As I already once have mentioned, a great challenge for the development aid efforts is to create incentives for the pharmaceutical corporations to research on medicines that are really needed. Unfortunately, most of the pharmaceutical products developed are cosmetics. According to the WHO, only less than 1% of what is being developed are medicines against tropical diseases. But there are millions of people in the developing world dying and suffering from AIDS, tuberculosis, malaria etc. Either there are no new, potent medicines against these diseases, or, if there are (as in the case of AIDS), they are too costly due to patent rights.
But there are initiatives with the aim to change that. One of them is the Health Impact Fund project.
The project was created by the German-American philosopher Thomas Pogge, in its advisory board you can find people like the economist and philosopher Amartya Sen or Peter Singer, another famous ethicist, both dedicated to finding ways to help poor people in the world.
The aim of the project is to create a globally operating fund, the Health Impact Fund. According to Pogge, the costs would be about $6 billion per annum – which is not really much (about 0,03% of GDP of the richest third of the world economies).
The idea is to reward producers of life-saving pharmaceuticals (the development of new medicines is highly costly, an often named estimation is $800 million per product). In return, they would commit to sell the product in consideration worldwide at cost (while also permitting the production of generics). The height of the reward would depend on the effectiveness of the particular medicine.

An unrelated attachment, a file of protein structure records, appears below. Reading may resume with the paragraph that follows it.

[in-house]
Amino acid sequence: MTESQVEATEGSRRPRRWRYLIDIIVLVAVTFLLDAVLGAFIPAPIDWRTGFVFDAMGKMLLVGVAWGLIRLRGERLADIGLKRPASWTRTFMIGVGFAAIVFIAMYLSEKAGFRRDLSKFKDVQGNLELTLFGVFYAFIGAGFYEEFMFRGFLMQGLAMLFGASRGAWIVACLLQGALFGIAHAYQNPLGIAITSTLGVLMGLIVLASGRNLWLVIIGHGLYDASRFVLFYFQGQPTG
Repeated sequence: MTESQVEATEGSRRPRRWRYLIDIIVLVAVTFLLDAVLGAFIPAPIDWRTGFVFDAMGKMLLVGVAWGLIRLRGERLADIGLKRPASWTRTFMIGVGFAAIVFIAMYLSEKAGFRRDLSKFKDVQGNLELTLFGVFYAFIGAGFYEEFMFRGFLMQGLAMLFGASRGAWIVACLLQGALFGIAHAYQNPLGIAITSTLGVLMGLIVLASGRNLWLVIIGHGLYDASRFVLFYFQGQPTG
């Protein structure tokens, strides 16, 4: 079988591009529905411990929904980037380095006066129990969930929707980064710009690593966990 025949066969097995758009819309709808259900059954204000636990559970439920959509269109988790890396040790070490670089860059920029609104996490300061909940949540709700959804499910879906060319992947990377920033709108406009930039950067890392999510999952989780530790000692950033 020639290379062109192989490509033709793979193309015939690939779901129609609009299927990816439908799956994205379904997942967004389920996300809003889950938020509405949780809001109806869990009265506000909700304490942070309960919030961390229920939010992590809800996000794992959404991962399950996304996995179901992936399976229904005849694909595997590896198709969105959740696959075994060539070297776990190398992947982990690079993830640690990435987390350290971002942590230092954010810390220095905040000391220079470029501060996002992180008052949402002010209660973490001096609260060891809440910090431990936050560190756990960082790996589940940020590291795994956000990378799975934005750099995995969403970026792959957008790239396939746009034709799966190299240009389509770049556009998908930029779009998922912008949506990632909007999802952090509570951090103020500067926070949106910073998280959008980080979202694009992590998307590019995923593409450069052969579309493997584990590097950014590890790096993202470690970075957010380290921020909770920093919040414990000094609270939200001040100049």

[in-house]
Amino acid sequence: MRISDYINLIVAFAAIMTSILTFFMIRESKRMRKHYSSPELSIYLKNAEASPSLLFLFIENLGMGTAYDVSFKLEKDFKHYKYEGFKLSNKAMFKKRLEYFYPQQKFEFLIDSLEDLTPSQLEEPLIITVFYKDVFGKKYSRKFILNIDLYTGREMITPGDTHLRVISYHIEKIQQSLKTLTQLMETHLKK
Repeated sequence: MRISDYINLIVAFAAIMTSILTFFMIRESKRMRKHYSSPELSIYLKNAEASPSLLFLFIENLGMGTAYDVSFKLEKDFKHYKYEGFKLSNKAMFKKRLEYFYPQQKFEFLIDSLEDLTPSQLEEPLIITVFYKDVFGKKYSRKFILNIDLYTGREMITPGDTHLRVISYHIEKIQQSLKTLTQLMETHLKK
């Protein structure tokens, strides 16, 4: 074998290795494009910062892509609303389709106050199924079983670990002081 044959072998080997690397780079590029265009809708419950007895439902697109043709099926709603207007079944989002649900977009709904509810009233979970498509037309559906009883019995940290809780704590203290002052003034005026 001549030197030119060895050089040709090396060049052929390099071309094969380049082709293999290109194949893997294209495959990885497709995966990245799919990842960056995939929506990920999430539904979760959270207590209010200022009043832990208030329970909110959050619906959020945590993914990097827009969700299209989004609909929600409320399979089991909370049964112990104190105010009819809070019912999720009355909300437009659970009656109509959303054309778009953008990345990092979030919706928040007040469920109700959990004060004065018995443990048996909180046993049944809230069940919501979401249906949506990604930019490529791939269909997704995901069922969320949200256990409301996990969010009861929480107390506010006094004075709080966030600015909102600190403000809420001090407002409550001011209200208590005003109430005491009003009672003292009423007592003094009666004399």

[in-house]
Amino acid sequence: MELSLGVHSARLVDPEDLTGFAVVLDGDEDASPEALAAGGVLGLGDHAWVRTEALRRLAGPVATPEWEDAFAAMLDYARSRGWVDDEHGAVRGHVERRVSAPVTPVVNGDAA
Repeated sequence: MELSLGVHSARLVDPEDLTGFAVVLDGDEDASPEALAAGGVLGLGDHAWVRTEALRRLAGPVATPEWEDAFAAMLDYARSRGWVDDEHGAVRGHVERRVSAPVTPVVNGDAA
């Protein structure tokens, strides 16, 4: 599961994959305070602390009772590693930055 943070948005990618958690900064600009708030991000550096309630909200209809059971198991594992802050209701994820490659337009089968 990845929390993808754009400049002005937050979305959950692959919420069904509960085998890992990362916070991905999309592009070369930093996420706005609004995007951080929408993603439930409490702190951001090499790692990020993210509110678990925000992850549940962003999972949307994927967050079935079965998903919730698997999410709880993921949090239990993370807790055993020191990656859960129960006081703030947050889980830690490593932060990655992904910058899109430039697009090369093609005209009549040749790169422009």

Working with leading health care assessment organizations such as the George Institute for International Health, NICE International, and the Institute for Health Metrics and Evaluation, Incentives for Global Health will perform evaluations of the health impact of products in a variety of countries. The HIF would expand assessment beyond pre-approval clinical trials, using epidemiological data from actual usage, practical trials, physician surveys, and patient demographics, as modifiers to the core health impact assessment.
The idea is simple, works with economic incentives and doesn’t really cost much (thus the interest from many developed countries, but from China and India as well). There are some issues to be cleared (some NGOs are critical about the possibility for the producers to keep their patent rights, just relinquishing the monopoly), but by and large the proposal seems to have great potential to help people in poor countries who are suffering from often curable diseases.
[This post is based on and inspired by an article in the German taz: “Medizin auch für die Ärmsten”.]